She says there’s still hope for change, however. She remembers a time when the word “ecology” was hardly spoken, let alone a major part of public discourse. “The environment is so important to everybody now, and it wasn’t 20, 30 years ago,” Winard says. She points to recent protests against extending Legacy Highway into Farmington Bay as a sign that people are beginning to wake up to the importance of the lake and the dangers it faces.
Winard encourages anyone who wants to help protect the lake to join Friends of the Great Salt Lake, a nonprofit organization dedicated to preserving the lake through education, research and advocacy. She also suggests we reach out to our political representatives. “There are environmental impact reports that are done, and then there’s always a period of time for public comment,” she says.
For Winard, protecting the Great Salt Lake is imperative. “There’s no other place that a lot of these birds would be going,” she says. “I mean, we have birds from both the Central and Pacific Flyway, and this is the only spot.”
MORE ABOUT WINGS
Great Salt Lake Bird Festival
If you are someone who has yet to experience all that the Great Salt Lake has to offer in terms of bird watching, the Great Salt Lake Bird Fest is a great way to acquaint yourself with the many different species that make the lake their temporary home. This five-day event (May 16-20) has activities for every age and interest, including guided fieldtrips (by bus, horseback, kayak or pontoon boat), workshops, bird shows, crafts for kids and a keynote speaker. They even have “Behind the Gate” trips, which take festival-goers to areas not open to the public. According to festival coordinator and former Kaysville Mayor Neka Roundy, “It’s about connecting people with the birds and the birding sites of Great Salt Lake and its ecosystem.”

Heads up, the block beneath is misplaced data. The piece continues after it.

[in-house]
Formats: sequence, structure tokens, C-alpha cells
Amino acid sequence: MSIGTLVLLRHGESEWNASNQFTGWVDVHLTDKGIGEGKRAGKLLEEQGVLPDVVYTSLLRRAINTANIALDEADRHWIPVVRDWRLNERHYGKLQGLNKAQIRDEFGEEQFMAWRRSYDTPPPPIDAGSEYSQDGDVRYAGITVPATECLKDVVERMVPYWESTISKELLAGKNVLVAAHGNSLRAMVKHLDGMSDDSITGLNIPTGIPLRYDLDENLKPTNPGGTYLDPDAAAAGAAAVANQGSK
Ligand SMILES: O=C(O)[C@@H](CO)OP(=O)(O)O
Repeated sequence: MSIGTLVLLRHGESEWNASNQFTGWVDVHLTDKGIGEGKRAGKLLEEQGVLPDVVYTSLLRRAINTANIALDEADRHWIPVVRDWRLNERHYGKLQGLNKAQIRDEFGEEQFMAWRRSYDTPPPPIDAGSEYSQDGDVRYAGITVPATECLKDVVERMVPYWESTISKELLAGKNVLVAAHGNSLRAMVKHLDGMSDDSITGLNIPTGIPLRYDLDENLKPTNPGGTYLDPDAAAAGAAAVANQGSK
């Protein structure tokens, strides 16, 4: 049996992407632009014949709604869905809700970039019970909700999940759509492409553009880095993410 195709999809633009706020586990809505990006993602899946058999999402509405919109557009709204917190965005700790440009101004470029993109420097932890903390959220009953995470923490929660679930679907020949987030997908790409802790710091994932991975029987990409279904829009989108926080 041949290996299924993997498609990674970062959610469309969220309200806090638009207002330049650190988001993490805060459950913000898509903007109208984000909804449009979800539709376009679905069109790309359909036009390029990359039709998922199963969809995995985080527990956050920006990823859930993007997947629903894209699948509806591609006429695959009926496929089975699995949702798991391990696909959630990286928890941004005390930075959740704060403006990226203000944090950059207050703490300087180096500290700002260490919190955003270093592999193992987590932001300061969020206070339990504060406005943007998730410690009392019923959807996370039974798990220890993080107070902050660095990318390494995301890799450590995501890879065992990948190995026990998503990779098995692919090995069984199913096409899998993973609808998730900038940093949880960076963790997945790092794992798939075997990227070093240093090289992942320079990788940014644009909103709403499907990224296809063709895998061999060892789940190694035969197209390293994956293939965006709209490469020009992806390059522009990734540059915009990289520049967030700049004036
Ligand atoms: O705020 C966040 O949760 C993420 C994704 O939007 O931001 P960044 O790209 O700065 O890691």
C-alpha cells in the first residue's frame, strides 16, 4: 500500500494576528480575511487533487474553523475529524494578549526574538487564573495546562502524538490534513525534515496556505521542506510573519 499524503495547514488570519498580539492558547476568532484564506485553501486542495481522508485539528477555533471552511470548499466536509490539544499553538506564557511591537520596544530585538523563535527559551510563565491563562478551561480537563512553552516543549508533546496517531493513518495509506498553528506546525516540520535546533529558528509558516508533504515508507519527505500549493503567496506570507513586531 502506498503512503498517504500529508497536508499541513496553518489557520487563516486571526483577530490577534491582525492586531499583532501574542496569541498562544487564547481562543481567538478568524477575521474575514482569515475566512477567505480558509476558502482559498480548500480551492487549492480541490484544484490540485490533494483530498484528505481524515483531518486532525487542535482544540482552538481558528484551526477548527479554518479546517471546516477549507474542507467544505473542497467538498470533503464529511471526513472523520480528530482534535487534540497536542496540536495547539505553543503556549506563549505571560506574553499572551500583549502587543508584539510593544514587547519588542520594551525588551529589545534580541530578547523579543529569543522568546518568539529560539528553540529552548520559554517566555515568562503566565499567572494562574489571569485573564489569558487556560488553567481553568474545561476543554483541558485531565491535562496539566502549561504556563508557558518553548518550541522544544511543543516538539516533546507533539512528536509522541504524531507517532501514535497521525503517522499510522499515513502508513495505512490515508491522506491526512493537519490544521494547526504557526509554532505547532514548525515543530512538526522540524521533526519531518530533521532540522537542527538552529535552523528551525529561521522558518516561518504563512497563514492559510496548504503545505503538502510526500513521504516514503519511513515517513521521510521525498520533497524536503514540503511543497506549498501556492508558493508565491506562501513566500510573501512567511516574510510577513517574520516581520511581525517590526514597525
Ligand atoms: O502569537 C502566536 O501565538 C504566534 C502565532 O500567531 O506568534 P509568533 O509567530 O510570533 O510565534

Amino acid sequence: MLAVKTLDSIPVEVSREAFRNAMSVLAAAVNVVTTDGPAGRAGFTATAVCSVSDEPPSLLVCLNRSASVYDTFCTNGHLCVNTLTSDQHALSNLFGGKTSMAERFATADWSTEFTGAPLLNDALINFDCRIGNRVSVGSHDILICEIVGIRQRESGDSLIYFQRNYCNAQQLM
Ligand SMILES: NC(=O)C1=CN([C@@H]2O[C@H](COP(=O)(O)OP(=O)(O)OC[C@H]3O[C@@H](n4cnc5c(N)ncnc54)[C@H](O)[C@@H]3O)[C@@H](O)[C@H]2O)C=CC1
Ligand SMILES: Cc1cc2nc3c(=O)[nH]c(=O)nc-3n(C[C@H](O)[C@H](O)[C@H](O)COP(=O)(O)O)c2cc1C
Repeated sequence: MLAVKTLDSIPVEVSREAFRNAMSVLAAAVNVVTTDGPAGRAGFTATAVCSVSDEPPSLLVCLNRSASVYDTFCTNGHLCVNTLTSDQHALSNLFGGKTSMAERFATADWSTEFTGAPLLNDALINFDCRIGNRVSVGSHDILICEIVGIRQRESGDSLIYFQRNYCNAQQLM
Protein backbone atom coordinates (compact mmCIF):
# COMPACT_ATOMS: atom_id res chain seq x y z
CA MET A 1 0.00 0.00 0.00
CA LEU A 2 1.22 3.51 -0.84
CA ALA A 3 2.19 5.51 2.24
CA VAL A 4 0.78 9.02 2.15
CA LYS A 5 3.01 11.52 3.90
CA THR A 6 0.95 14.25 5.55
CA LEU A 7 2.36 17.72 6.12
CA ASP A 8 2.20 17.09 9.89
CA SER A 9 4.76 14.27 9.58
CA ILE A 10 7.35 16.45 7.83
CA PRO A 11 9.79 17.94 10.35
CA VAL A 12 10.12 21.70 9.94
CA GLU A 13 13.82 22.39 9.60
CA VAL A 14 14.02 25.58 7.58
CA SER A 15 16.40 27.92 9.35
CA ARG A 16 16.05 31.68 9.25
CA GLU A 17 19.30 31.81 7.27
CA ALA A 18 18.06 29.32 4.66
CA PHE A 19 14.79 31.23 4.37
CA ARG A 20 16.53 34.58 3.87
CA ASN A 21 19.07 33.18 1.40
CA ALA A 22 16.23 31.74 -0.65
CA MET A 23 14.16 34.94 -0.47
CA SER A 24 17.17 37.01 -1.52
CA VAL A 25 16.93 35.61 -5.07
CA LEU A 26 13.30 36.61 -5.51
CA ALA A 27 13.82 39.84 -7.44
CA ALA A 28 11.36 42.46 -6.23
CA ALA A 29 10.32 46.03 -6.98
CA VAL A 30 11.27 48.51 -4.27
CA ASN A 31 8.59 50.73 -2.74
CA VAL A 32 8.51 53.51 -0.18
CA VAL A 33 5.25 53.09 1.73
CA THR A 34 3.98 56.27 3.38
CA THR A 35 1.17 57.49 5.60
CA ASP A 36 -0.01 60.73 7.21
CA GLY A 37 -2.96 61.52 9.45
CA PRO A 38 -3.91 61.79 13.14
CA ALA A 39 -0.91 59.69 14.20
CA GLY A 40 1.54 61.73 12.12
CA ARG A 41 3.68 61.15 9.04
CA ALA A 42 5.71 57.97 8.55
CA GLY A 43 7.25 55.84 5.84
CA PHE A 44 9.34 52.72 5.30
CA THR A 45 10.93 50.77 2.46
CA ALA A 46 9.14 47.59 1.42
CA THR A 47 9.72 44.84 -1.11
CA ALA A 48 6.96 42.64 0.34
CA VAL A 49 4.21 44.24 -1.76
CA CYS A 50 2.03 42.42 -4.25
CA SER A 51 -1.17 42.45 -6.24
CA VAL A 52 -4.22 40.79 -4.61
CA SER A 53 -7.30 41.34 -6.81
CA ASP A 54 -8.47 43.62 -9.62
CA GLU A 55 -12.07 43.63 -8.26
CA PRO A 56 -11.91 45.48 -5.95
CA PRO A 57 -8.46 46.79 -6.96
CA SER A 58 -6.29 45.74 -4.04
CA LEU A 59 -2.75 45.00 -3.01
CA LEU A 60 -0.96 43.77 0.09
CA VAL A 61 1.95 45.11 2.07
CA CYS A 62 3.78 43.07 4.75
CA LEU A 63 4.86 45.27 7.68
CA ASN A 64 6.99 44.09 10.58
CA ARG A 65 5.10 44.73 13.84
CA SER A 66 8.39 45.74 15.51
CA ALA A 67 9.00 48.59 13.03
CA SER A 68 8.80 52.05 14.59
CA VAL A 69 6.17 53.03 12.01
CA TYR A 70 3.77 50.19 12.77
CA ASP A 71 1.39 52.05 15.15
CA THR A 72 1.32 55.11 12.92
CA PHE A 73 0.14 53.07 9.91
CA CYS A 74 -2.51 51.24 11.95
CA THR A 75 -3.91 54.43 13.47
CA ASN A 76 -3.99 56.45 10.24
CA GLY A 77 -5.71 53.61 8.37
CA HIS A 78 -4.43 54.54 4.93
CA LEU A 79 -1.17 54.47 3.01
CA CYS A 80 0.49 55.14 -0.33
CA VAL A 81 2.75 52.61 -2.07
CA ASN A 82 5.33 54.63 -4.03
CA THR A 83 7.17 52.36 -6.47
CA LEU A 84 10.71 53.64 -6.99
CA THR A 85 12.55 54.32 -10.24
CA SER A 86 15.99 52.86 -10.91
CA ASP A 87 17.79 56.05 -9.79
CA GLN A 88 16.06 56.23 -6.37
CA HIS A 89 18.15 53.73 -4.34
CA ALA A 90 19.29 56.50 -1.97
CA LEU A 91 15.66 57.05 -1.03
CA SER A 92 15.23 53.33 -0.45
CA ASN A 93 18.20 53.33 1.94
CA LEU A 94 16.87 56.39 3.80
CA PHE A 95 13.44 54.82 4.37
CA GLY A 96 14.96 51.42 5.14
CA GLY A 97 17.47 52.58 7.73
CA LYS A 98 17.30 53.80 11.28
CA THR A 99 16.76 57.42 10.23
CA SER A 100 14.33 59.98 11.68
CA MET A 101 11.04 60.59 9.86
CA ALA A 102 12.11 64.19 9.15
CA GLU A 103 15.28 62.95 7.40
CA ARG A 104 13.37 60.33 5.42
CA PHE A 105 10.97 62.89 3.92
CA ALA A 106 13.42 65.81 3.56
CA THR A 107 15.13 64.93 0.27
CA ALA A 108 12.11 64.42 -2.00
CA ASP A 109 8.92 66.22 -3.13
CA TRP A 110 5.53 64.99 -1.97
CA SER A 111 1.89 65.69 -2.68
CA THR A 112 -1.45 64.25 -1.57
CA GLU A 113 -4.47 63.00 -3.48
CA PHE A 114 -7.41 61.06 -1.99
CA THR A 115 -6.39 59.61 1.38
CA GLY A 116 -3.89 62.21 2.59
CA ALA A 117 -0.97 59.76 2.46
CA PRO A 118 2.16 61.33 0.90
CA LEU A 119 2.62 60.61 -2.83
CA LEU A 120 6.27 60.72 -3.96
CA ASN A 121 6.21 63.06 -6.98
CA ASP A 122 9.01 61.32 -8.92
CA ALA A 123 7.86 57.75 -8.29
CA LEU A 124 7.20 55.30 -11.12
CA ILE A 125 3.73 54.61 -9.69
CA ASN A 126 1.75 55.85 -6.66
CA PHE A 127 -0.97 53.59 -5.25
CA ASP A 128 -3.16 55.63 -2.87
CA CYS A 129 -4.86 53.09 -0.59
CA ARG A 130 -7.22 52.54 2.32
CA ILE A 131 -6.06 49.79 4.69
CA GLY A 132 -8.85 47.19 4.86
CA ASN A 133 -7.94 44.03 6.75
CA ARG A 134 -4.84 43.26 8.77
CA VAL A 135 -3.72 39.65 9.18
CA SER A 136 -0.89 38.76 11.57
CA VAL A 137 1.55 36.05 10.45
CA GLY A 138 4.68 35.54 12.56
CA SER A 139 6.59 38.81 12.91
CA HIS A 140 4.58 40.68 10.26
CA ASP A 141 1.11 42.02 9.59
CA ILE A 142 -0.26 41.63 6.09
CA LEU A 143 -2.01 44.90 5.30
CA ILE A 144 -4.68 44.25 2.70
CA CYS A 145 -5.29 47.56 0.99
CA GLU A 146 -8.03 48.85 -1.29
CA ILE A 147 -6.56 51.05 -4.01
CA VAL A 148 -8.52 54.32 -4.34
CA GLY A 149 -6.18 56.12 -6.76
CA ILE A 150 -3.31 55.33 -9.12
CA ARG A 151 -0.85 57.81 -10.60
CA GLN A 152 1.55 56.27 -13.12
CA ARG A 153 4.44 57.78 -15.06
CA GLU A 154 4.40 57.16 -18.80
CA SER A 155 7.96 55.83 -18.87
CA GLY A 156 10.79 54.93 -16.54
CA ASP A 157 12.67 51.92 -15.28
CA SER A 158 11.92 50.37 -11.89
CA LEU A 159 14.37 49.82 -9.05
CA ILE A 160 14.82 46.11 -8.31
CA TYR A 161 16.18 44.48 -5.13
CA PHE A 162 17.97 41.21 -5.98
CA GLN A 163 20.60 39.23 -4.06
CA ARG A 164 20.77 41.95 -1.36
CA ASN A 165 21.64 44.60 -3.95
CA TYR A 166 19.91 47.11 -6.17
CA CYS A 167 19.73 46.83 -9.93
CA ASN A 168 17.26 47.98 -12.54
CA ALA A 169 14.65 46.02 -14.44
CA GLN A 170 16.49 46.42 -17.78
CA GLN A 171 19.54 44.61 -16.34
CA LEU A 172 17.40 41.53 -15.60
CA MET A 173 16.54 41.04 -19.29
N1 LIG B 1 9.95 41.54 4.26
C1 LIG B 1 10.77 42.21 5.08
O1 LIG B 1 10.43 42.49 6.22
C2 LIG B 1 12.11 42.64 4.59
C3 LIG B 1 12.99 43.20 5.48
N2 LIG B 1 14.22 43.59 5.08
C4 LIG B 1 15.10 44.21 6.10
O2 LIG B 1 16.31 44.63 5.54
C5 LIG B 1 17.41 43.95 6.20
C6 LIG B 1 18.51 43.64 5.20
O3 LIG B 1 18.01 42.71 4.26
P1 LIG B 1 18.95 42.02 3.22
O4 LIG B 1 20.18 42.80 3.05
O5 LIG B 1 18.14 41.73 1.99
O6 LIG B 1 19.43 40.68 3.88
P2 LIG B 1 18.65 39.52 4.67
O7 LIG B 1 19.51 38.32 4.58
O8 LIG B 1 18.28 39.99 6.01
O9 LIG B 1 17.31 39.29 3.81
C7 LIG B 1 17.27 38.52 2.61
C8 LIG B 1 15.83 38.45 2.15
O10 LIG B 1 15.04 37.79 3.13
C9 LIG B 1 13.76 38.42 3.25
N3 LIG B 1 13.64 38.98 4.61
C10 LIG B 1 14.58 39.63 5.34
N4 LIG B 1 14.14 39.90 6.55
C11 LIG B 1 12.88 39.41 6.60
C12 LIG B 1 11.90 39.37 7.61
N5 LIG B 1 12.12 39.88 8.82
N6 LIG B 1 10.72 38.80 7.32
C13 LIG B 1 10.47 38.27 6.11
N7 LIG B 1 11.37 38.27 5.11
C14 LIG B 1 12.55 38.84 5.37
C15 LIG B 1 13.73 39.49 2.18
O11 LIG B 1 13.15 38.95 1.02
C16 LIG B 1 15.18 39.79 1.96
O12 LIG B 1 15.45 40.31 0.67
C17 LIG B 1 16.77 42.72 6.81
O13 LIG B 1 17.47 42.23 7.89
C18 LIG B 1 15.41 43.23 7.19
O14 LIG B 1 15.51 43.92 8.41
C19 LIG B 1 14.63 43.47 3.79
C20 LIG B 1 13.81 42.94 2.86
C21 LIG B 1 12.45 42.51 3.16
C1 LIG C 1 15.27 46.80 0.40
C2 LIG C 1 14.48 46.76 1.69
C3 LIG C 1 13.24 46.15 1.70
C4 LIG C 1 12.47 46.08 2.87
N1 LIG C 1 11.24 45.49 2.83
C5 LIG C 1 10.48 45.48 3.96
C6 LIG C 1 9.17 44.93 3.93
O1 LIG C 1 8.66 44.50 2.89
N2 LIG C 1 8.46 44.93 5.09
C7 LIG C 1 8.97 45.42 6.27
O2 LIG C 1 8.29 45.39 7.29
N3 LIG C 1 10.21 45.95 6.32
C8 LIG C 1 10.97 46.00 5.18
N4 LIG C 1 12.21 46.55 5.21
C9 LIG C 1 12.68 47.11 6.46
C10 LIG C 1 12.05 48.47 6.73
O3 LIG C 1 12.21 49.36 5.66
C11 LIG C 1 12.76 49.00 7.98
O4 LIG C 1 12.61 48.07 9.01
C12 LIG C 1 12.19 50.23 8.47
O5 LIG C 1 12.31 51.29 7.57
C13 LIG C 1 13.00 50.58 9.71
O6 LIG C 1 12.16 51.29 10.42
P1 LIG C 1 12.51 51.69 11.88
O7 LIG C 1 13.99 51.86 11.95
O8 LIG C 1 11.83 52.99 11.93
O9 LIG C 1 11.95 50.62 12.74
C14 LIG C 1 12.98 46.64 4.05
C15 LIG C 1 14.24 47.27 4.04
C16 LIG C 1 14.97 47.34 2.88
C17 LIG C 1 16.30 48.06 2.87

Hawk Watch International
Hawk Watch is an organization dedicated to the conservation of raptors. Volunteers who work with Hawk Watch will have unforgettable bird encounters. In order to assess the health of various species, the group conducts migration counts to detect population increases or declines. During the fall migration, members of the public are welcome at their Goshute migration site near Wendover. “Chances are, they’ll actually get to release a trapped and banded raptor back into the wild,” says Joseph Dane, development and marketing coordinator.
2240 S. 900 East, Salt Lake City, 801-484-6808, HawkWatch.org
Utah Bug Club/Utah Butterfly Field Trips
Todd Stout’s love of butterflies inspired him to create Utah Bug Club, a club for children and their families to learn everything they need to know to identify, capture and raise butterflies. He also leads field trips for anyone who is interested, at no charge. “I think a lot of people get caught up in how beautiful they are and their metamorphoses, but for me I think it’s traveling to find butterflies in their natural habitat and understanding how they survive that kind of makes it addictive,” Stout says.
Helen Dishaw, Tracy Aviary’s curator of bird training and education programs, describes the aviary as “a little natural oasis in the middle of the city.” Located in Liberty Park, the aviary is an easy, accessible way to enjoy and learn to appreciate birds, even if you only have an hour or two. On April 20 from 12-3 p.m., Tracy Aviary will be hosting Party for the Planet to celebrate Earth Day and the aviary’s 75th anniversary. The first 75 people to arrive will receive a free gift.
589 E. 1300 South, Salt Lake City, 801-596-8500, TracyAviary.org